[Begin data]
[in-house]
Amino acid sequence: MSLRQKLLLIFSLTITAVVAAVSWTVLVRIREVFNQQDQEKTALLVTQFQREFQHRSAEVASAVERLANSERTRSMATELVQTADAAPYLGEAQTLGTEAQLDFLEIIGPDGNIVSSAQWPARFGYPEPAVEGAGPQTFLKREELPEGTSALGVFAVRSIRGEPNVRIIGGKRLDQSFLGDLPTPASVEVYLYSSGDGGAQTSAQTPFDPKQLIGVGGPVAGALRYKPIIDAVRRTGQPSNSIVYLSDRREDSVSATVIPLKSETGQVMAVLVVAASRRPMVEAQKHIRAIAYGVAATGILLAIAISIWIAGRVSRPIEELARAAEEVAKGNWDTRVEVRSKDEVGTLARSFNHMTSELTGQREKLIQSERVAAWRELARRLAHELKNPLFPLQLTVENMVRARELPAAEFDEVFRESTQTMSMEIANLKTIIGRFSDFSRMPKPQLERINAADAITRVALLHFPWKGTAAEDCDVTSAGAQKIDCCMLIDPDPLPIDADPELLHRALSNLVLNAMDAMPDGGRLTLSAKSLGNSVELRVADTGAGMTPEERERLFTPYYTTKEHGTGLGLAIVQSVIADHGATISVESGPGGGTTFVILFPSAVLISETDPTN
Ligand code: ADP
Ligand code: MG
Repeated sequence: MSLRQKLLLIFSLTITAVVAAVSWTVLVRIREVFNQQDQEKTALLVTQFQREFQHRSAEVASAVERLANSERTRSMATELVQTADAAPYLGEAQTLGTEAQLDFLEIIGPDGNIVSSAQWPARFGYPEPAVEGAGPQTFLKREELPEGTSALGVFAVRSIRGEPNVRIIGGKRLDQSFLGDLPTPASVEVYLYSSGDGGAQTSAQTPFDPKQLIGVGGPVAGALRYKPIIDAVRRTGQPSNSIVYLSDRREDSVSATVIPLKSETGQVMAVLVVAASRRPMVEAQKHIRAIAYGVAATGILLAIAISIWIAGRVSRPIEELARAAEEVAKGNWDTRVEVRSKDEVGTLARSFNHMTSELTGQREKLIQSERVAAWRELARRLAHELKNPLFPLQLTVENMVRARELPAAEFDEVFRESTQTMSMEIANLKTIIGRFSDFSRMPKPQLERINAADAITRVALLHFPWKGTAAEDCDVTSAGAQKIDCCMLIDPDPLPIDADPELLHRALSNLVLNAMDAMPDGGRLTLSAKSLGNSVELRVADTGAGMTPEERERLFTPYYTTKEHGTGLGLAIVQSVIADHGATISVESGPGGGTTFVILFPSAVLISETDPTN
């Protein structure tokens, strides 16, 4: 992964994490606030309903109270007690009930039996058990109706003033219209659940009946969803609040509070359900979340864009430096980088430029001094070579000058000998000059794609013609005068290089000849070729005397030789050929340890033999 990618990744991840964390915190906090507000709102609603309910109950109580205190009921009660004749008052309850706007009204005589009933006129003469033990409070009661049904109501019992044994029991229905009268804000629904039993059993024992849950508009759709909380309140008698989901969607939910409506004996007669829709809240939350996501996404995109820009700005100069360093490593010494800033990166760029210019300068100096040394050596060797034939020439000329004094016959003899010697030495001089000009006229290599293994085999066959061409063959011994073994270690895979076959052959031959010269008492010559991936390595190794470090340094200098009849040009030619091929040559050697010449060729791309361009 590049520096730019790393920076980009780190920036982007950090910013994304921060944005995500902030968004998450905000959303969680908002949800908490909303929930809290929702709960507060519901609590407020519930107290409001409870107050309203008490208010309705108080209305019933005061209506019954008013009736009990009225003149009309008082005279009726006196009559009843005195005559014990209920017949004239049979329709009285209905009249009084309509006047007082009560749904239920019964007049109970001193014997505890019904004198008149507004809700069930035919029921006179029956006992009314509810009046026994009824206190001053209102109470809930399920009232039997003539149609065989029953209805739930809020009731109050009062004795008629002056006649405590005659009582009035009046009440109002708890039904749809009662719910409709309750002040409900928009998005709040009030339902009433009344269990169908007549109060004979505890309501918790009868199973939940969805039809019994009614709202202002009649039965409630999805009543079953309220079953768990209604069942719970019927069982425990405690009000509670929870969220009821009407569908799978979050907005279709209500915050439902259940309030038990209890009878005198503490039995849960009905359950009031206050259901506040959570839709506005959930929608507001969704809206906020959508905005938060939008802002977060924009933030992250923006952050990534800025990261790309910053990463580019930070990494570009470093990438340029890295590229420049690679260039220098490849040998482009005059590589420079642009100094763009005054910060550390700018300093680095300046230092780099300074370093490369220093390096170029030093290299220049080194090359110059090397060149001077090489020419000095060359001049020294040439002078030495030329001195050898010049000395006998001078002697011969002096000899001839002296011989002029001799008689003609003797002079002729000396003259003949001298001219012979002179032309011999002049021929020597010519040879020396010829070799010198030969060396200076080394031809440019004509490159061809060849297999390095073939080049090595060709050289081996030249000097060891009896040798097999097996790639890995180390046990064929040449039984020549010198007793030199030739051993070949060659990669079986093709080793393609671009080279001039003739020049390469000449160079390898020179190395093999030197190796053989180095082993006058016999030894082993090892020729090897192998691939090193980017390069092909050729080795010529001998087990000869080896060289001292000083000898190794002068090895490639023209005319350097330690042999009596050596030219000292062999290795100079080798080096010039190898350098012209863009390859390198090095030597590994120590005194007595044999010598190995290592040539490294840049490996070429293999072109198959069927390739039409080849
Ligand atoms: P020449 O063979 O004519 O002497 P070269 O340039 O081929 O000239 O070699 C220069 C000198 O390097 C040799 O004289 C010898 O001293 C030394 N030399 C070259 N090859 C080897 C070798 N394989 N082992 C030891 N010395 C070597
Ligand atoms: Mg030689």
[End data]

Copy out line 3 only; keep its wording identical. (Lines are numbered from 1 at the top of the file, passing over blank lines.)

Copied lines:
Ligand code: ADP